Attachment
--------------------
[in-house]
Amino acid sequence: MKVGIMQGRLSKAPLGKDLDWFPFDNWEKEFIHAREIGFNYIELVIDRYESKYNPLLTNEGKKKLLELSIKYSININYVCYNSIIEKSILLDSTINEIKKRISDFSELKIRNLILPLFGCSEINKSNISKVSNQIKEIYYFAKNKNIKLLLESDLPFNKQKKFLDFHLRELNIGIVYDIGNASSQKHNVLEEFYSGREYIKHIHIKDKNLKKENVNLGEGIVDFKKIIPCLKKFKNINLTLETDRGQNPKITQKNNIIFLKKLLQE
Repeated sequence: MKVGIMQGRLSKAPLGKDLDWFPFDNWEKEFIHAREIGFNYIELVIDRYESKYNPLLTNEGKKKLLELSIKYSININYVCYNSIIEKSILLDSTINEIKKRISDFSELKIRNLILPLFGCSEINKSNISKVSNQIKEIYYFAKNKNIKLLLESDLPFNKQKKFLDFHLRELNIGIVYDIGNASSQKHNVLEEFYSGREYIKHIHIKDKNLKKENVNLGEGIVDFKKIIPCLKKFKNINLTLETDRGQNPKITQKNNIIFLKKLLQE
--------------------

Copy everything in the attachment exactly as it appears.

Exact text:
[in-house]
Amino acid sequence: MKVGIMQGRLSKAPLGKDLDWFPFDNWEKEFIHAREIGFNYIELVIDRYESKYNPLLTNEGKKKLLELSIKYSININYVCYNSIIEKSILLDSTINEIKKRISDFSELKIRNLILPLFGCSEINKSNISKVSNQIKEIYYFAKNKNIKLLLESDLPFNKQKKFLDFHLRELNIGIVYDIGNASSQKHNVLEEFYSGREYIKHIHIKDKNLKKENVNLGEGIVDFKKIIPCLKKFKNINLTLETDRGQNPKITQKNNIIFLKKLLQE
Repeated sequence: MKVGIMQGRLSKAPLGKDLDWFPFDNWEKEFIHAREIGFNYIELVIDRYESKYNPLLTNEGKKKLLELSIKYSININYVCYNSIIEKSILLDSTINEIKKRISDFSELKIRNLILPLFGCSEINKSNISKVSNQIKEIYYFAKNKNIKLLLESDLPFNKQKKFLDFHLRELNIGIVYDIGNASSQKHNVLEEFYSGREYIKHIHIKDKNLKKENVNLGEGIVDFKKIIPCLKKFKNINLTLETDRGQNPKITQKNNIIFLKKLLQE